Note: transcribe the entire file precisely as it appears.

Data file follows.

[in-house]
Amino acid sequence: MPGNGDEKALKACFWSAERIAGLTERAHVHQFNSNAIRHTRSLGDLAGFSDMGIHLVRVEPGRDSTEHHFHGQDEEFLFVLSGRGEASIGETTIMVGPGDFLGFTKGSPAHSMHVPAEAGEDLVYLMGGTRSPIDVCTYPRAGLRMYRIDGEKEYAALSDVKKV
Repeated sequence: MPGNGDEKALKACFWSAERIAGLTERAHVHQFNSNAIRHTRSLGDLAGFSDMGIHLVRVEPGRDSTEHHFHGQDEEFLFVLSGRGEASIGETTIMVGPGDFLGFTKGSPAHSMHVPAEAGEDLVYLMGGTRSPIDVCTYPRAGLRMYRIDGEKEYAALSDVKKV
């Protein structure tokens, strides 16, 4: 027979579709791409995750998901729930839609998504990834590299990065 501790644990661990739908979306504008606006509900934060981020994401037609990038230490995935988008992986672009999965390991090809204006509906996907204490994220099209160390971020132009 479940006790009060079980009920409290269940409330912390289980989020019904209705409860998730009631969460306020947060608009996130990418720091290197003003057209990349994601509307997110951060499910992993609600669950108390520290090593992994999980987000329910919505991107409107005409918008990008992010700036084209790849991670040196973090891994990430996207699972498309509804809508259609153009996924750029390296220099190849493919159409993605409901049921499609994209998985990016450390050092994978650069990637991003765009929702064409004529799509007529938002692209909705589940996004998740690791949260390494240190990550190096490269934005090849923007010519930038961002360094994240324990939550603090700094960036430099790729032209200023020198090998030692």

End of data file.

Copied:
[in-house]
Amino acid sequence: MPGNGDEKALKACFWSAERIAGLTERAHVHQFNSNAIRHTRSLGDLAGFSDMGIHLVRVEPGRDSTEHHFHGQDEEFLFVLSGRGEASIGETTIMVGPGDFLGFTKGSPAHSMHVPAEAGEDLVYLMGGTRSPIDVCTYPRAGLRMYRIDGEKEYAALSDVKKV
Repeated sequence: MPGNGDEKALKACFWSAERIAGLTERAHVHQFNSNAIRHTRSLGDLAGFSDMGIHLVRVEPGRDSTEHHFHGQDEEFLFVLSGRGEASIGETTIMVGPGDFLGFTKGSPAHSMHVPAEAGEDLVYLMGGTRSPIDVCTYPRAGLRMYRIDGEKEYAALSDVKKV
């Protein structure tokens, strides 16, 4: 027979579709791409995750998901729930839609998504990834590299990065 501790644990661990739908979306504008606006509900934060981020994401037609990038230490995935988008992986672009999965390991090809204006509906996907204490994220099209160390971020132009 479940006790009060079980009920409290269940409330912390289980989020019904209705409860998730009631969460306020947060608009996130990418720091290197003003057209990349994601509307997110951060499910992993609600669950108390520290090593992994999980987000329910919505991107409107005409918008990008992010700036084209790849991670040196973090891994990430996207699972498309509804809508259609153009996924750029390296220099190849493919159409993605409901049921499609994209998985990016450390050092994978650069990637991003765009929702064409004529799509007529938002692209909705589940996004998740690791949260390494240190990550190096490269934005090849923007010519930038961002360094994240324990939550603090700094960036430099790729032209200023020198090998030692």